For a research course in Dutch language and culture, student Evi Dijcks wanted to learn more about civic engagement in eighteenth century poetry: how was the political and societal situation represented?
She decided to use the poetry of Anna van der Aar de Sterke (1755-1831) as a case study, a poet who had been a member of multiple poetry societies: groups of poets coming together to share and promote their art. ‘The collection containing her life’s work was acquired by the University Library a century ago’, the student explains. ‘But the material had not been studied yet.'
Sat in the Special Collections reading room, Dijcks submerged herself in the eighteenth-century poetry. ‘I found the name of a society I did not recognize – Die Erg Denkt Vaart Erg In ‘T Hart – even though I had read up on poetry societies a lot’, says Dijcks. ‘First I didn’t think a lot of it. If you’re a student and you find something you don’t recognize, it’s more likely due to your own limited knowledge than due to the fact no one’s done any research on the subject.’
What struck her about the society, was that all the members were women. ‘I knew that wasn’t usual’, says Dijcks, ‘but it took a while before I realised what I had stumbled upon.’
An internet search revealed little. ‘Although that doesn’t have to mean much in philology.’ The next step: approaching University Lecturer literature and cultury of the Dutch golden age Olga van Marion. ‘But even she had never heard of this society. She thought it was fascinating and asked me to do more research. Then I knew: this is really special.’
What to do next? ‘I thought that was rather difficult, I’d never done something like that before.’ To get a clearer picture of the period, Dijcks started with a literature study of women in eighteenth-century poetry societies. Next, she scoured the poems of Anna van der Aar de Sterke for poems that referenced the society or where the poet writes about other members. ‘I made a transcript of those 26 poems.’
Next, she mapped the network of women in the society by listing all the names mentioned in poems. ‘Often women were mentioned by their married or widowed name, but that provided a lot of information. With those names, I was able to use online family trees and genealogical archives to find out who they were. I found out a lot of the society members were related.’
In total, Dijcks discovered fourteen names, all women. ‘It is the only all-female poetry society we know.’ There are some scientific societies with women members only, but men were still involved. ‘The women were educated by male scholars.’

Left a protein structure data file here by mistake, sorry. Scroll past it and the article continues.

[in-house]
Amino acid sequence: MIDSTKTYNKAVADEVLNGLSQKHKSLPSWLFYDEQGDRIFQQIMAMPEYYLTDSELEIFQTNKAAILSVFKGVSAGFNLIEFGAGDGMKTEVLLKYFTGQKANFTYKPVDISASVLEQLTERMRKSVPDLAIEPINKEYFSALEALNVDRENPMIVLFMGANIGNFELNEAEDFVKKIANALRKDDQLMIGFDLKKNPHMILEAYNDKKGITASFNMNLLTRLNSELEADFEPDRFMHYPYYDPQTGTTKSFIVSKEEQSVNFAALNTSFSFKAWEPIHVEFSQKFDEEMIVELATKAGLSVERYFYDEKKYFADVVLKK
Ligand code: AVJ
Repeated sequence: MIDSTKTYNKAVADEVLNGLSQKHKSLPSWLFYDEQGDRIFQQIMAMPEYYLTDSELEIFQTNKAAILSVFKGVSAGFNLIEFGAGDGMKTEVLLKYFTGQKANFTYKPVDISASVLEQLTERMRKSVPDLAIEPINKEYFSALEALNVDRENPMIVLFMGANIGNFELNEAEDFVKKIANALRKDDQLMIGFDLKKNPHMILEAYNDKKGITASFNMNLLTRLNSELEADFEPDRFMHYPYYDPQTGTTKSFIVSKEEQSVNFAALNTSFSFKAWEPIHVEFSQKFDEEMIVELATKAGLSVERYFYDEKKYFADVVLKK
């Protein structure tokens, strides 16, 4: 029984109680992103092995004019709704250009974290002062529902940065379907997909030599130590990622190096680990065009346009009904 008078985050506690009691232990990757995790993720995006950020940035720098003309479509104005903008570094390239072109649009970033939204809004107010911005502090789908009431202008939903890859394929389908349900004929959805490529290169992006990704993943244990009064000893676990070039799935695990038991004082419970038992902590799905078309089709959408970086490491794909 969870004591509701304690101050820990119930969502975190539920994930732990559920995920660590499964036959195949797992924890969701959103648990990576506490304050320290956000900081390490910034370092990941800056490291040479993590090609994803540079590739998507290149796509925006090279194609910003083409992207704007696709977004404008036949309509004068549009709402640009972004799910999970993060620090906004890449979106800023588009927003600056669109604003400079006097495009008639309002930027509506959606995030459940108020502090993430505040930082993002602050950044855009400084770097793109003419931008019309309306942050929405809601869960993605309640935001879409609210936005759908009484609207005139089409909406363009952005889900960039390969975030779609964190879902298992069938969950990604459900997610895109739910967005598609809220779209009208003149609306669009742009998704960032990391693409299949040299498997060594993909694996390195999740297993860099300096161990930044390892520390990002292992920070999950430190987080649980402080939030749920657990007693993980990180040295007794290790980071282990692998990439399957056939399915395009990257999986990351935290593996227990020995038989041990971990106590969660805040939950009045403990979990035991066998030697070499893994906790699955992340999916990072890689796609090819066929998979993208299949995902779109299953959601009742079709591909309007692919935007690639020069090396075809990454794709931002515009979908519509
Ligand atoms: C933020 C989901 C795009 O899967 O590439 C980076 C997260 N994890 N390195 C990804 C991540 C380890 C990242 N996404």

Dijcks also discovered all members lived within travel distance of each other, in Delft and the surrounding area. ‘They usually met in the city, travelling there by coach.; That wasn’t always easy, as Dijcks read in a poem. ‘When four of the ladies were on the road, the coach drove into a canal. The passenger nearly drowned.’
Don’t distract men
Luckily, they escaped with their lives. But if they hadn’t, the news probably would not have upset the poetry world. Almost none of the poets were well known. How come?
‘Women were excluded from the public sphere’, Dijcks explains. ‘They could join mixed gender poetry societies and send in own work, but they weren’t allowed to participate in meetings or perform in public. The argument went that the presence of women would distract the men from their intellectual endeavours.’
So how did female society Die Erg Denkt Vaart Erg In ’T Hart operate? ‘The results of my research is that they tried very hard to imitate male societies. Their meetings, based on those of men, are aimed at combining pleasure and usefulness, after Horace’s principle of Utile Dulci.’
Another typical, traditional, male activity the women copied: the weekly meetings on Saturdays to recite poetry and critique each other’s work.
Claiming their place
Even though the members did not appear in public, according to Dijcks, the mere existence of the society shows that women were not as dependent on men to participate in literary life as was previously thought.
‘Instead of throwing in the towel when they weren’t admitted to male societies, these women founded their own society. Even though it only operated in the private sphere, they still took part in literary life.’
Currently Dijcks is working on a publication on her discovery. While she does not exclude the possibility of similar societies, she rather sees herself working on different subject for the coming period. ‘I’ve been working on the eighteenth century for a while now, so I’d rather delve into a different period.’